The undergrad research series is where we feature the research that you’re doing. If you’ve missed the previous installments, you can find them under the “Undergraduate Research” category here.
Are you doing an REU this summer? Were you working on an astro research project during this past school year? If you, too, have been working on a project that you want to share, we want to hear from you! Think you’re up to the challenge of describing your research carefully and clearly to a broad audience, in only one paragraph? Then send us a summary of it!
You can share what you’re doing by clicking here and using the form provided to submit a brief (fewer than 200 words) write-up of your work. The target audience is one familiar with astrophysics but not necessarily your specific subfield, so write clearly and try to avoid jargon. Feel free to also include either a visual regarding your research or else a photo of yourself.
We look forward to hearing from you!
This guest post was written by Carleen Markey. Carleen is an undergraduate Physics and Statistics student at Purdue University who spent this past summer working on this research with Dr. Dávid Guszejnov and Dr. Stella Offner at the University of Texas at Austin. The results of this project have been submitted to the Research Notes of the American Astronomical Society under the title “Origin of Mass Segregation in Stellar Clusters in STARFORGE Simulations”.
Observed stellar clusters often contain stars which are segregated by mass, with the massive stars found in the cluster centers. These massive stars were either born there or they start in a random distribution of stars and move to the centers through gravitational interactions. Identifying the mechanism of mass segregation will help to constrain models of how stars form and evolve.
As the formation of stellar clusters takes millions of years, I tested the mass segregation mechanism by analyzing magneto-hydrodynamic star-formation simulations from the STARFORGE simulation suite. Using a density-based spatial clustering algorithm, I found clustering on two different scale sizes, clusters at a 1 parsec scale and subclusters at a 0.25 parsec scale. For each cluster and subcluster, we tracked the mass segregation ratio (lambda) over time, which measures the degree of mass segregation in the cluster. Throughout their lifetimes, both clusters and subclusters showed signs of massive stars both being born in the centers of clumps of newborn stars and moving to the centers of clusters and subclusters as these clumps merged to create these structures.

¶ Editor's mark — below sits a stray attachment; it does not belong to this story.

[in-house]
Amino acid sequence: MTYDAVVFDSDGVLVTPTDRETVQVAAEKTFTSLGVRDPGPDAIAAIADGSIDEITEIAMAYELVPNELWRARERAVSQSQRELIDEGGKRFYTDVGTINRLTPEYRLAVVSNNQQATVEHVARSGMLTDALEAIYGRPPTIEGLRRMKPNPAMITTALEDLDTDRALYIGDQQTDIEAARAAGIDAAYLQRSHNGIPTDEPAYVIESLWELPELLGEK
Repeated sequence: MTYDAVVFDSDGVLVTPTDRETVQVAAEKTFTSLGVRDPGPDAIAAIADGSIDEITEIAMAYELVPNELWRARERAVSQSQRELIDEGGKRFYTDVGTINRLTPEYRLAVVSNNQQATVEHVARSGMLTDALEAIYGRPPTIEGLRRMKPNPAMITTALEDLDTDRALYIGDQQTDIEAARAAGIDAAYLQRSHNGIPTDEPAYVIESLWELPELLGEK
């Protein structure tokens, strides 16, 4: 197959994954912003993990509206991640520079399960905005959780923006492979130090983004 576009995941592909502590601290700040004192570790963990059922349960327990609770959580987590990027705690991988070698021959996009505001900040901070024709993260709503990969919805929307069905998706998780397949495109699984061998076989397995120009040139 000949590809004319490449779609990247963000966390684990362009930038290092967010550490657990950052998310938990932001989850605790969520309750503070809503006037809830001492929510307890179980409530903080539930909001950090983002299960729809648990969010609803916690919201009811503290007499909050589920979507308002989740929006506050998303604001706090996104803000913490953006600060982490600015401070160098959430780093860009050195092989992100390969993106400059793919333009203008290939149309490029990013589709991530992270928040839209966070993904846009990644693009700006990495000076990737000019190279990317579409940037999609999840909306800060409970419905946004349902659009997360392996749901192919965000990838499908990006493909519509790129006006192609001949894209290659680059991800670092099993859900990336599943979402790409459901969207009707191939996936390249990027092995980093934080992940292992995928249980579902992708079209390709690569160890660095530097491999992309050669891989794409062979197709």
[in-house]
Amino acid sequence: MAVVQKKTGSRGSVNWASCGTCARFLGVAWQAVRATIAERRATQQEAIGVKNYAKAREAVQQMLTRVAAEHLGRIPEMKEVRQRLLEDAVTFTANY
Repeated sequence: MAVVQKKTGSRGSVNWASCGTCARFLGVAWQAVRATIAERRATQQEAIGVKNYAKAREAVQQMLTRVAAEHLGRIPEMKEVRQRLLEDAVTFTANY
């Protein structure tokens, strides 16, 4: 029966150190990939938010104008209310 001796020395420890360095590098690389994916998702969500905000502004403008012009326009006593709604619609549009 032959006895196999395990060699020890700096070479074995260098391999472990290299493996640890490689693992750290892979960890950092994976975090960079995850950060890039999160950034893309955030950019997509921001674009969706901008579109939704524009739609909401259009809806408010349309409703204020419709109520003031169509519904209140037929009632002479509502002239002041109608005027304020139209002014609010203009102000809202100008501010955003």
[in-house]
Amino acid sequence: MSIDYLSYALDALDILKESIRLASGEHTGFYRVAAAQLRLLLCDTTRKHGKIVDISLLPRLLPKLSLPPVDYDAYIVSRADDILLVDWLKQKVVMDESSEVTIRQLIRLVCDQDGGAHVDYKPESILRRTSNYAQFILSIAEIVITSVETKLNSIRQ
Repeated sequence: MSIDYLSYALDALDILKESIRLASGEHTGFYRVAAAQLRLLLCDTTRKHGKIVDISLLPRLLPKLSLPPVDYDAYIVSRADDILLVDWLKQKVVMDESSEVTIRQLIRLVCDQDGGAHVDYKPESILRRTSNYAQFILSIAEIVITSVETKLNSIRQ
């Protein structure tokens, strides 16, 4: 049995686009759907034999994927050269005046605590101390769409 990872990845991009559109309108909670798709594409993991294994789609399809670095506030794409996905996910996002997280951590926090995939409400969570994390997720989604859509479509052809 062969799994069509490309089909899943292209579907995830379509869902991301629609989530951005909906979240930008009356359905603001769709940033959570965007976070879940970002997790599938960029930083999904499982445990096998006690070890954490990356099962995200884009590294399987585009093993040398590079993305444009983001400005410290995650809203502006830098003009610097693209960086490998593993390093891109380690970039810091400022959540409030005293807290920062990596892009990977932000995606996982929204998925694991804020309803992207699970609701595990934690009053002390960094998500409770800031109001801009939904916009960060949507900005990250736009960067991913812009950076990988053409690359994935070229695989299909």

At the beginning, the massive stars were found on the outer edges of the cluster, instead of toward the center or randomly distributed, so lambda was less than or equal to 1 as in the left figure. This was because they were in the widely separated subclusters within the clusters, with each subcluster containing 1-2 massive stars. Therefore at this point, the distances between these subclusters dominate the mass segregation ratio. The first sign of dynamical effects moving massive stars to the centers were these small star-formation sites merging due to gravity and ejecting stars, causing lambda to decrease at ~0.8-1.1 Myr and ~1.5-1.75 Myr in the subcluster and at ~0.6-0.75 Myr, ~1.1-1.3 Myr, and ~1.5-2.0 Myr in the cluster. However, we then saw that the central migration of the cluster’s massive stars dominated over all other gravitational processes and caused both subclusters and clusters to end up with a lambda greater than one, indicating eventual mass segregation.
Overall, I found that mass segregation happened because of both nature and nurture. Stars were born at mass segregated sites with 1-2 massive stars. Over time, the subclusters and clusters then become more mass segregated through gravitational interactions.
If you are an undergraduate that took part in an REU this summer and would like to share your research on Astrobites, please contact us at firstname.lastname@example.org!